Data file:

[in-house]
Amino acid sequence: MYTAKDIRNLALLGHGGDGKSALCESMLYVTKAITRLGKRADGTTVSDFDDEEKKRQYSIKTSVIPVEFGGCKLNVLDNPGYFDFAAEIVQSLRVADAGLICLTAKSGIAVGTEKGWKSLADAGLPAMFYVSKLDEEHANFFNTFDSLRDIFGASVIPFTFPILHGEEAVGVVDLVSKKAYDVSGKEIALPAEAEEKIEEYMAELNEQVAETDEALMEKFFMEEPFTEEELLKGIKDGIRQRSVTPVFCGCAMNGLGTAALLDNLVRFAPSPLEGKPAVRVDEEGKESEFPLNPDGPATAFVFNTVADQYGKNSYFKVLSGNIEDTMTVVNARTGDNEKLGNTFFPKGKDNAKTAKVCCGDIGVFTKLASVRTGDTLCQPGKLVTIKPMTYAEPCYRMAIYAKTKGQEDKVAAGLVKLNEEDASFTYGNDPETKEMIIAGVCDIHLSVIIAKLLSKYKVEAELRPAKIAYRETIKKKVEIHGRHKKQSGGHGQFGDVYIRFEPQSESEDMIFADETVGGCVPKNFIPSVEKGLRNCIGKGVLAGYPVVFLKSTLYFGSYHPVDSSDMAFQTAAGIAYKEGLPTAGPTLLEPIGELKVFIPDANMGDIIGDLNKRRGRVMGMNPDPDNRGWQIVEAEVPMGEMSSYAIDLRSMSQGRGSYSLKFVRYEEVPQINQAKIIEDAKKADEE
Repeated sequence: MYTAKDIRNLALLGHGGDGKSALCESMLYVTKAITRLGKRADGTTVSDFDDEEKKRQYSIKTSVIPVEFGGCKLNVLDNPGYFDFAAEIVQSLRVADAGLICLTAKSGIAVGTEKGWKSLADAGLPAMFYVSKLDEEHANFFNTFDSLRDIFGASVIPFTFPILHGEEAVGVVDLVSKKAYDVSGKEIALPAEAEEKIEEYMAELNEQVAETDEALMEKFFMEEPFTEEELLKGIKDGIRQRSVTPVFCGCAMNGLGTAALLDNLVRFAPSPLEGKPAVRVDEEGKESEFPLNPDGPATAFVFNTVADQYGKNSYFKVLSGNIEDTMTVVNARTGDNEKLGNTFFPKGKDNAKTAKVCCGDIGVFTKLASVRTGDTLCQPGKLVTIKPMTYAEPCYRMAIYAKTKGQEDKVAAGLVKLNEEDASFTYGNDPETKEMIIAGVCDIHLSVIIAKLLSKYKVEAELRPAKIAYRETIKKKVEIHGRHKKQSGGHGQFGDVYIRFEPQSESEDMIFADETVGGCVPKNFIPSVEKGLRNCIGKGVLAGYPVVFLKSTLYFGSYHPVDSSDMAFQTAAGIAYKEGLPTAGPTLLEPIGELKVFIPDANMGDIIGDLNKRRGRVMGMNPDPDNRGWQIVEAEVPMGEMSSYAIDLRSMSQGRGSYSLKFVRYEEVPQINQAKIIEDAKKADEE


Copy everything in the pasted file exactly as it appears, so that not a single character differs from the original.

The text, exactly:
[in-house]
Amino acid sequence: MYTAKDIRNLALLGHGGDGKSALCESMLYVTKAITRLGKRADGTTVSDFDDEEKKRQYSIKTSVIPVEFGGCKLNVLDNPGYFDFAAEIVQSLRVADAGLICLTAKSGIAVGTEKGWKSLADAGLPAMFYVSKLDEEHANFFNTFDSLRDIFGASVIPFTFPILHGEEAVGVVDLVSKKAYDVSGKEIALPAEAEEKIEEYMAELNEQVAETDEALMEKFFMEEPFTEEELLKGIKDGIRQRSVTPVFCGCAMNGLGTAALLDNLVRFAPSPLEGKPAVRVDEEGKESEFPLNPDGPATAFVFNTVADQYGKNSYFKVLSGNIEDTMTVVNARTGDNEKLGNTFFPKGKDNAKTAKVCCGDIGVFTKLASVRTGDTLCQPGKLVTIKPMTYAEPCYRMAIYAKTKGQEDKVAAGLVKLNEEDASFTYGNDPETKEMIIAGVCDIHLSVIIAKLLSKYKVEAELRPAKIAYRETIKKKVEIHGRHKKQSGGHGQFGDVYIRFEPQSESEDMIFADETVGGCVPKNFIPSVEKGLRNCIGKGVLAGYPVVFLKSTLYFGSYHPVDSSDMAFQTAAGIAYKEGLPTAGPTLLEPIGELKVFIPDANMGDIIGDLNKRRGRVMGMNPDPDNRGWQIVEAEVPMGEMSSYAIDLRSMSQGRGSYSLKFVRYEEVPQINQAKIIEDAKKADEE
Repeated sequence: MYTAKDIRNLALLGHGGDGKSALCESMLYVTKAITRLGKRADGTTVSDFDDEEKKRQYSIKTSVIPVEFGGCKLNVLDNPGYFDFAAEIVQSLRVADAGLICLTAKSGIAVGTEKGWKSLADAGLPAMFYVSKLDEEHANFFNTFDSLRDIFGASVIPFTFPILHGEEAVGVVDLVSKKAYDVSGKEIALPAEAEEKIEEYMAELNEQVAETDEALMEKFFMEEPFTEEELLKGIKDGIRQRSVTPVFCGCAMNGLGTAALLDNLVRFAPSPLEGKPAVRVDEEGKESEFPLNPDGPATAFVFNTVADQYGKNSYFKVLSGNIEDTMTVVNARTGDNEKLGNTFFPKGKDNAKTAKVCCGDIGVFTKLASVRTGDTLCQPGKLVTIKPMTYAEPCYRMAIYAKTKGQEDKVAAGLVKLNEEDASFTYGNDPETKEMIIAGVCDIHLSVIIAKLLSKYKVEAELRPAKIAYRETIKKKVEIHGRHKKQSGGHGQFGDVYIRFEPQSESEDMIFADETVGGCVPKNFIPSVEKGLRNCIGKGVLAGYPVVFLKSTLYFGSYHPVDSSDMAFQTAAGIAYKEGLPTAGPTLLEPIGELKVFIPDANMGDIIGDLNKRRGRVMGMNPDPDNRGWQIVEAEVPMGEMSSYAIDLRSMSQGRGSYSLKFVRYEEVPQINQAKIIEDAKKADEE